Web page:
Despite the media attention lavished on short-termism, the UK perspective has not enjoyed any sustained examination of the sort Professor Mark Roe has undertaken in the US. The short-termist view provides that substantial weight is placed on current profits, leading to companies being managed according to these same short-term horizons, through transmission mechanisms from market to boardroom. This paper analyses whether short-termism in listed companies should affect corporate lawmaking in the UK. It examines market behaviour and the legal landscape, and the extent to which they dissuade or stimulate the corporate search for instant gratification. This paper assesses hostile takeovers, executive remuneration and shareholder activism as potential transmission mechanisms for short-termism. It finds that the first two are particularly effective mechanisms, while the third is circumscribed by the costs of collective action and rational apathy. The conclusion is that short-termism in listed companies should affect regulatory and legislative proposals in the UK. Breaking transmission mechanisms is crucial to prevent short-termism in corporate decision-making. Regulatory proposals are therefore suggested, endorsing Main’s Career Shares and reform of the composition of remuneration committees.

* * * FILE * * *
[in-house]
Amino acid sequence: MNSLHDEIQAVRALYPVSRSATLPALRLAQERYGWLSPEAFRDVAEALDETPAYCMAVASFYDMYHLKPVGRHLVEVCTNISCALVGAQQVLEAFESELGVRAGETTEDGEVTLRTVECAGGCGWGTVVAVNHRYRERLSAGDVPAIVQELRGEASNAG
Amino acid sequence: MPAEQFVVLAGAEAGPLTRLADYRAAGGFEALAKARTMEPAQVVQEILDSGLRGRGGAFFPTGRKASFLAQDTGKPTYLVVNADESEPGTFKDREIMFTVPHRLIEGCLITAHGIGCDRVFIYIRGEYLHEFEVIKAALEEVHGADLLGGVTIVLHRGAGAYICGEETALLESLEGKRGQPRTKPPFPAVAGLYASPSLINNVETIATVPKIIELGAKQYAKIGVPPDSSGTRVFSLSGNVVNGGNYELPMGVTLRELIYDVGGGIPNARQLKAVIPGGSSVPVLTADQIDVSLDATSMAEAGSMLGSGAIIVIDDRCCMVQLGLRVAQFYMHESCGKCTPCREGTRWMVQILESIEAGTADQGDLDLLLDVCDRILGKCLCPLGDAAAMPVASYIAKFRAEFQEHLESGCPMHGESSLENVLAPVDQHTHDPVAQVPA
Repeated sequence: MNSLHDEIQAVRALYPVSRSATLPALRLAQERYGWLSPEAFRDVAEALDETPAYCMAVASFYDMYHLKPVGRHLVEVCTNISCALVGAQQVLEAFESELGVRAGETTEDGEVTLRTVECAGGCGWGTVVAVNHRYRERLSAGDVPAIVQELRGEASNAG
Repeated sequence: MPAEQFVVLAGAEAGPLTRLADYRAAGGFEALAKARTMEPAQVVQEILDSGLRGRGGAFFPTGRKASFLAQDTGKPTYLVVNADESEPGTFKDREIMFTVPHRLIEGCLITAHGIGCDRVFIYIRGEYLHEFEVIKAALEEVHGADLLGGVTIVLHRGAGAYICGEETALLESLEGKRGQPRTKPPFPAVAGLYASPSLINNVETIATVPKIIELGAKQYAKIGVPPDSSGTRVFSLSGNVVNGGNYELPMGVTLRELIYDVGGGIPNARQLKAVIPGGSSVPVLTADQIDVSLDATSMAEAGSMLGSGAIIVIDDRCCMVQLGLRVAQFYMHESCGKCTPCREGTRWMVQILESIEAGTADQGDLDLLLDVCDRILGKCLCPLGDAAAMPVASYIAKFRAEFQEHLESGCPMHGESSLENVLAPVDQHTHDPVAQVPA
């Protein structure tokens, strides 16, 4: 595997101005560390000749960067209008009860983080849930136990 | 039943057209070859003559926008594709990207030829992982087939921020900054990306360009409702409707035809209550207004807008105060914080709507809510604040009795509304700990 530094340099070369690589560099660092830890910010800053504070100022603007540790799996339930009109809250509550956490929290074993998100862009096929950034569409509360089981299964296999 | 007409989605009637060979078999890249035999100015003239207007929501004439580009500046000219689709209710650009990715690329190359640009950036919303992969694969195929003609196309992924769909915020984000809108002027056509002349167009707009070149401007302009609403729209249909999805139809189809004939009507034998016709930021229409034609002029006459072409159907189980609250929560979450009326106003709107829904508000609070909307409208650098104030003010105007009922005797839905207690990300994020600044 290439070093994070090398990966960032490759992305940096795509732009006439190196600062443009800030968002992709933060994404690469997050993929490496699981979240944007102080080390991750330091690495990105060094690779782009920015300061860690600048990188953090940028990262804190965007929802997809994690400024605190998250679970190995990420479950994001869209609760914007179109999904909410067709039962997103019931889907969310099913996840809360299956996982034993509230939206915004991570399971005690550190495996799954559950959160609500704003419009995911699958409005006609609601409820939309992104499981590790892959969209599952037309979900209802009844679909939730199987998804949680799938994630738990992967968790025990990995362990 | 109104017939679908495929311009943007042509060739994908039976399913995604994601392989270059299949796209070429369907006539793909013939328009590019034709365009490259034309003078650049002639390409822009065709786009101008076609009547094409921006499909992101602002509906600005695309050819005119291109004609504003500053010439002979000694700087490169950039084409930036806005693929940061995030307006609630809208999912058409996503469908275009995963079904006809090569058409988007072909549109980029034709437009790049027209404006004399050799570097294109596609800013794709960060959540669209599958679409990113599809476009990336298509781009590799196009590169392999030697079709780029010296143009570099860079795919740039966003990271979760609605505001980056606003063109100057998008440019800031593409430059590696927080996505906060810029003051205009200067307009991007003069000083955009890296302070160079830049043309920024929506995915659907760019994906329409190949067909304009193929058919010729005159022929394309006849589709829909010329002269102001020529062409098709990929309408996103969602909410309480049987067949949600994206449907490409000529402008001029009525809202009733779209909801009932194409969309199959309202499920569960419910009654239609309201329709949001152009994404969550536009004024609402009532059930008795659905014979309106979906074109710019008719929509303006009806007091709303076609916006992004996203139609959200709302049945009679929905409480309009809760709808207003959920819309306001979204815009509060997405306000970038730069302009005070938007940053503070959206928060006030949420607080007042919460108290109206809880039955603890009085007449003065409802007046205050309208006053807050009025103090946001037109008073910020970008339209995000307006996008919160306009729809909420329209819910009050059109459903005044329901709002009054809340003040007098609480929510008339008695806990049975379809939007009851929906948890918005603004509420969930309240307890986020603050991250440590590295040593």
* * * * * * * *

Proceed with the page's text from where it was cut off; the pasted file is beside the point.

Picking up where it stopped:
Keywords: Shareholder activism, Executive compensation, Hostile takeovers, Short-Termism, Stock Markets, Corporate Law
How to Cite:
Bowdren, A., (2016) “Contextualising Short-Termism: Does the Corporate Legal Landscape Facilitate Managerial Myopia?”, Journal of Law and Jurisprudence 5(2).